Detection of proteins—we know how to build better locks for chemical keys
It will be increasingly difficult for protein molecules to remain anonymous, and increasingly easy for doctors and patients to detect the early stages of latent diseases. Researchers at the Institute of Physical Chemistry of the Polish Academy of Sciences in Warsaw and the University of North Texas in Denton have perfected a method of producing thin detecting films that are able to recognize specific proteins. This is an important step towards the construction of low-cost chemical sensors, identifying even small concentrations of protein disease markers in body fluids.
Molecules of a selected chemical compound can be detected, even at very low concentrations, by molecularly imprinted polymer (MIP) detectors with appropriately constructed pits. These pits, called molecular cavities, only match molecules which have a shape and size that is the same as that of the original molecule that previously 'imprinted' it - and are like a lock chosen for the key that opens it. Preparation of molecularly imprinted polymers with cavities having a shape that corresponds to simple molecules is not a major problem today. Problems arise, however, in the case of very large molecules such as proteins. The cavities are then so large that molecules other than those used to build the MIP can also get stuck in them.
"At the Institute of Physical Chemistry of the PAS we have perfected a method for producing molecular cavities in molecularly imprinted polymers in such a way that it can successfully be used for imprinting various proteins. Not only that, our 'chemical locks' are now much better! Not only do they have shapes precisely corresponding to the imprinted molecules, they are actually active: particular points of the cavity 'stick' electrostatically to corresponding parts of the imprinted molecule," says Dr. Eng. Maciej Cieplak (IPC PAS).
The hitherto method of producing molecularly imprinted polymers consisted of several stages. First, the proteins to be imprinted were placed in a solution with carefully selected monomers - that is, the basic 'building blocks' that could form the polymer - were allowed to spontaneously arrange themselves around the protein molecules. Subsequently, the mixture was then subjected to polymerization. At the final stage, the molecule-keys were removed from the thus created, hardened structure.
"The main drawback of the traditional approach is that the functional monomers are quite loosely bound to the surface of the protein. So a significant number of them are arranged quite randomly throughout the polymer. The cavities thus match the molecule-key practically only in shape. For this reason, a sensor made using such an MIP could react to the presence of compounds whose molecules showed a tendency to engage in the cavities for completely random reasons," explains Dr. Cieplak.
The researchers from the IPC PAS have developed a more accurate method of imprinting proteins, which they illustrated using albumin as an example. Albumin is the basic protein component of plasma in the blood, where it is responsible for, among others, the transport of certain substances. The presence of albumin in the urine indicates renal failure, most often associated with diabetes or hypertension.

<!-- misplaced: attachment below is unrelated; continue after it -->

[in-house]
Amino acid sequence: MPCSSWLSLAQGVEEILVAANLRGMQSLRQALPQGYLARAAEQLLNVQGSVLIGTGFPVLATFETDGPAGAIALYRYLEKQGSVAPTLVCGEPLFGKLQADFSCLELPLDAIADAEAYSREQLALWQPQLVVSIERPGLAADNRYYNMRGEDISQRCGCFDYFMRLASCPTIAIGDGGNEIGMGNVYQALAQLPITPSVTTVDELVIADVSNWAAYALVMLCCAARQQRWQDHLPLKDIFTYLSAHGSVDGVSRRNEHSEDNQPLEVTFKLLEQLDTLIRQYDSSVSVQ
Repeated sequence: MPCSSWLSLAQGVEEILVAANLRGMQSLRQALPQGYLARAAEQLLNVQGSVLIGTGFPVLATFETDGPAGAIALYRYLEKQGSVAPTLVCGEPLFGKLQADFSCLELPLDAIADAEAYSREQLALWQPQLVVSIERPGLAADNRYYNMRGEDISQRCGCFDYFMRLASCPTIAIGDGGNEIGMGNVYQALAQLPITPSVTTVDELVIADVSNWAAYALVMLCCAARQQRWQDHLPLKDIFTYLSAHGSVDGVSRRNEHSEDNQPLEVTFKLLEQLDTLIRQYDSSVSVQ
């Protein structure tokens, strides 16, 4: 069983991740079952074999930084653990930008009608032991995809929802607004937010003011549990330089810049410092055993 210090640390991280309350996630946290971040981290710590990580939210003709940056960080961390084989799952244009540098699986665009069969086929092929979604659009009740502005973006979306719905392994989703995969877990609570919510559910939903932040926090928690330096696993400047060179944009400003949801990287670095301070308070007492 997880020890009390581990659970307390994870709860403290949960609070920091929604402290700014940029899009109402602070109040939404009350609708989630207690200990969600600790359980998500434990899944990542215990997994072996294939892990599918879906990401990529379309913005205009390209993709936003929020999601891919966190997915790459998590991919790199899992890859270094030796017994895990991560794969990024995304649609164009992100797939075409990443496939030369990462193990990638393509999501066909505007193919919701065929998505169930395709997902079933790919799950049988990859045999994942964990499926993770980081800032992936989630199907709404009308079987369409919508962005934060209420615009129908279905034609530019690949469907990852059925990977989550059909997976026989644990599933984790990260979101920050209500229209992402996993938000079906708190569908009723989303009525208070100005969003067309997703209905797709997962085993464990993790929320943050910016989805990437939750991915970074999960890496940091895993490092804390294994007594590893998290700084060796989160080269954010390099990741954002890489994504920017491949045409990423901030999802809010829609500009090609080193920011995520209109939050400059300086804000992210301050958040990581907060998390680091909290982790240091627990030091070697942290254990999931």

In the new method, researchers from the IPC PAS first joined functional monomers, prepared by the group of Prof. Francis D'Souza of the University of North Texas, with molecules of albumin by chemical bonds, after which they removed the excess monomers. Only after this step were crosslinking monomers added, the solution was polymerized, and the molecule-keys were removed from the resulting polymer. The molecular cavities that resulted matched the original molecules not only in shape but also in the arrangement of sites that bound electrostatically to the template molecule.
The polymer layers with molecular cavities corresponding to albumin were produced at the IPC PAS on gold electrodes. The coatings had a thickness of approx. 200 nanometres with cavity dimensions of approx. 5 nanometres. If an electrode which had been prepared in this manner was immersed in a solution in which albumin was present, over time, molecules of it were deposited in the MIP cavities. This led to the relatively easy detection of a change in the flow of current. The selectivity of this measurement was very high. If albumin was present, the MIP matched to albumin generated a signal at least several times stronger than in the case of interaction with other similar proteins.
An important advantage of MIPs prepared by the new method is their durability. After one measurement the MIP cavities can be emptied and another measurement performed. Tests at the IPC PAS have shown that the MIP can be used even dozens of times before the structure of the polymer is damaged.
"The detection of albumin, although important, is only a demonstration of the method. What is most important is that we now have a tool that lets us build molecularly imprinted polymers with cavities matching virtually any protein. From here it's only one step to the construction of easily accessible, affordable and small reusable sensors, capable of responding to even minimal concentrations of the protein markers of many diseases that we are nowadays detecting too late," Prof. Wlodzimierz Kutner (IPC PAS) concludes.